Adolescent substance results in a child’s inability to control emotions and impulses. Teens are particularly susceptible to substance use because adolescence is the stage of the greatest vulnerability to addiction. During adolescence, the parts of the brain that are so critical for judgment and self-regulation do not fully mature until people reach 21 to 25 years of age.
Factors that increase vulnerability to addiction include family history (presumably through genes and child-rearing practices), early exposure to drug use, exposure to high-risk environments (typically, socially stressful environments with poor familial and social supports and restricted behavioral alternatives and environments in which there is easy access to drugs and permissive normative attitudes toward drug taking). Certain mental illnesses (e.g., mood disorders, attention deficit–hyperactivity disorder, psychoses, and anxiety disorders) can also contribute to substance abuse.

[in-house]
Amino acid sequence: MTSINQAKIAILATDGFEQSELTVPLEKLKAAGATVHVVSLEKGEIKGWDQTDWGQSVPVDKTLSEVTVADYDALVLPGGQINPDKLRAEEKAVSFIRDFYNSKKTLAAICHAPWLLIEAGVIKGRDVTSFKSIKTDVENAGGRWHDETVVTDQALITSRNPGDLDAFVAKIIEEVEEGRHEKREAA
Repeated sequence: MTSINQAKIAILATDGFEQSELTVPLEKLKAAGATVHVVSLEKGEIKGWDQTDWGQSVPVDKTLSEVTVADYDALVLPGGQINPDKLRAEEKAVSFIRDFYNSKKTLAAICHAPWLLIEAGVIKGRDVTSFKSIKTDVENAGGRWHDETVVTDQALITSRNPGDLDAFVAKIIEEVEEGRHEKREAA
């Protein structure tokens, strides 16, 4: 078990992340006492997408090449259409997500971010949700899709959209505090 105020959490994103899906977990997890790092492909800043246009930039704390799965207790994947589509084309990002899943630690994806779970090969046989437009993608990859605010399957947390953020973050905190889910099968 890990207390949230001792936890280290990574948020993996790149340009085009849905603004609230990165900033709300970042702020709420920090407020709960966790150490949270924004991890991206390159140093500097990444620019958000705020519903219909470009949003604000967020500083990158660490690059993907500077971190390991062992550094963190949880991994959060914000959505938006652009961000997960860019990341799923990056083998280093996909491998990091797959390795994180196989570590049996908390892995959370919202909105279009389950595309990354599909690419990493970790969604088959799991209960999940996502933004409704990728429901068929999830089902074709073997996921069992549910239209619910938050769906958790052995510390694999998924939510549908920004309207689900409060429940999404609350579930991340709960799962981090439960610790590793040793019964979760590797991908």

After centuries of efforts to reduce addiction and its related costs by punishing addictive behaviors failed to produce adequate results, brain research has helped us better understand appropriate ways to address substance abuse in children ages 15-18.
Prevention Related Standards